One December some 20 years later, that changed.
“I have a proposition,” my mother said over the phone.
I braced myself. My mother, a lawyer with her own practice, never held back from sharing her opinion. She commented on everything from my hair to my travel plans to the plum paint color my wife and I chose for our back door, tacking on “just saying,” as if to acknowledge that I hadn’t asked for advice.
When she suggested we return to Key West, I started pacing the hallway of my home in upstate New York. Why would I want to return to the site of one of the worst vacations of my life as an adult? The cockroaches. The grief. The shame, frustration, and family tension.
It wouldn’t be like that, my mother explained. Her neighbors were escaping the New England winter with a house rental that had extra bedrooms, and they’d invited us to visit. My mom would play bridge, I could write, and we’d dine with our hosts. My wife could come, too. “Just check it out. I sent you photos,” she encouraged. Her restraint intrigued me, so I said I’d take a look.
The neighbors’ Old Town Key West vacation rental was charming, a Sears kit house lookalike with bougainvillea hedges and a tiled front porch that looked perfect for writing. The backyard pool, lounge chairs, and tropical plants suggested a private oasis. As I swiped through the photos, I let the idea float and settle. The thought of going back to a place I’d disliked so intensely felt strange, even sinister, and anathema to the very idea of vacation. We travel to feel freer, after all. Not to salt old wounds.
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Yet the proposal was intriguing. I liked her neighbors. I’d never really gotten to see Key West, so beset was I by the baggage of divorced-family drama all those years ago. And I was an adult; I’d lived lifetimes since that failed vacation. In addition to writing my novel in Key West, could I write over the bad trip with a good one?
There was only one way to find out.
The neighbors’ guesthouse was within walking distance of Mallory Square, where tourists gathered to watch the sun slip into the turquoise ocean while buskers and street magicians worked the crowds. Dotted among the cottages of Old Town were juice bars and a parrot sanctuary and a men’s-only hotel. The atmosphere was quirky but discreet, as if each cottage’s manicured garden gate, dripping with red and green party beads, offered admission into its own private paradise.
Time had centered my memories of the first trip on the leather store, and the shame I’d felt, but I was curious to see what I’d missed, all the while expecting that some things might look familiar. Instead, Key West’s newness was disorienting, as if the map had been redrawn since that first visit.
I’d never seen Truman’s Little White House, clad in patriotic bunting, or the concrete buoy advertising proximity to Cuba, where selfie-seekers posed before a sprawling ocean. I couldn’t recall the roaming street chickens, reportedly turned loose after cockfighting was outlawed, or the missing-because-it’s-so-frequently-stolen Route 1 zero mile marker, denoting the start of the country’s longest north-south highway.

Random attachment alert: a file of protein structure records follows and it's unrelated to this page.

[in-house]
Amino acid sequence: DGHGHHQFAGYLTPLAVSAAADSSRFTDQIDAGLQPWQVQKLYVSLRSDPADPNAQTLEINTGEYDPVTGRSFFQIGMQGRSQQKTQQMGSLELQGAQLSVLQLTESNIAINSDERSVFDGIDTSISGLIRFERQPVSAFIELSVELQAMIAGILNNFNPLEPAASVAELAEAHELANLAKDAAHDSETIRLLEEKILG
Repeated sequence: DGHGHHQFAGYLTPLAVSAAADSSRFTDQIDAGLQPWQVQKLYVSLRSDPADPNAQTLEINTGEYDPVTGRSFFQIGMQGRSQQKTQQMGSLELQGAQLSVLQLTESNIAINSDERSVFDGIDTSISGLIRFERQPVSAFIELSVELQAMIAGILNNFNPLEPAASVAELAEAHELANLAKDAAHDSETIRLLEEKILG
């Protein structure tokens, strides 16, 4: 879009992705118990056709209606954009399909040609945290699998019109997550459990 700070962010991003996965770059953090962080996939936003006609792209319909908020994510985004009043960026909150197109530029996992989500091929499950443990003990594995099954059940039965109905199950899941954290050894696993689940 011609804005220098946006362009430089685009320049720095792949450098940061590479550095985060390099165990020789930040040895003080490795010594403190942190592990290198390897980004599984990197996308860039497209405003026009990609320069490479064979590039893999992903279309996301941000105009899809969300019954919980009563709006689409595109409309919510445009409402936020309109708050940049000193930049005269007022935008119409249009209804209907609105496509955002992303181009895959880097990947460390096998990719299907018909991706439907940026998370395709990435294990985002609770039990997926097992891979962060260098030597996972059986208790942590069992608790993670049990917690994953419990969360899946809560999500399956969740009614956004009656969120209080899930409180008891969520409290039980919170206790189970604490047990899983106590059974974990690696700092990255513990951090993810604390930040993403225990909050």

On Duval Street, I looked at shops offering beach cover-ups and home decor screen-printed with starfish, anchors, and shells. I wanted to find the store we’d rushed out of years ago, or the art gallery—some landmark to anchor a memory—but I couldn’t. Though rainbow flags still waved along Duval, straight tourists replaced the gay men I remembered. Only a trace of my memories remained in the revelry coming from the street’s numerous bars.
That night, friends of the hosts, a gay couple, stopped by the house for drinks. They wanted to know how my wife and I met. I grew shy in the spotlight while she launched into our story, a failed setup that eventually found footing. I’d been out and proud since age 18, and my mother was now supportive of my sexuality, but the old discomfort sometimes resurfaced. I reminded myself that I was safe, happy, and settled—all things I’d once assumed I’d never have when I was younger.
The next morning, the three of us went on a mangrove kayak and snorkel tour. Fifteen months earlier, Hurricane Irma had slammed the Keys with 150-mph winds, devastating coral reefs, but the sponge garden we visited had been spared. Lacy sea fans bobbed in the waves, while vase-shaped sponges provided shelter for juvenile fish.
We kayaked into a tangle of mangroves, pulling on the tree limbs to navigate the tight passage until it opened to a sheltered, sun-lit interior. Sand trapped in the mangrove’s roots would solidify over time, creating new islands. The tour guide’s ecology lesson suggested a continuity that was larger than our lives, and that grounded me.
Whatever I’d felt in Key West on that long-ago trip, it wasn’t here anymore. Now gardens burst with colorful blooms, mama chickens tended their fluffy broods, and crowds gathered on the pier to watch the setting sun. There were things here I liked; things that spoke to me. Like sand trapped in mangrove roots, my identity had solidified since my teen years. I was open to the process of becoming.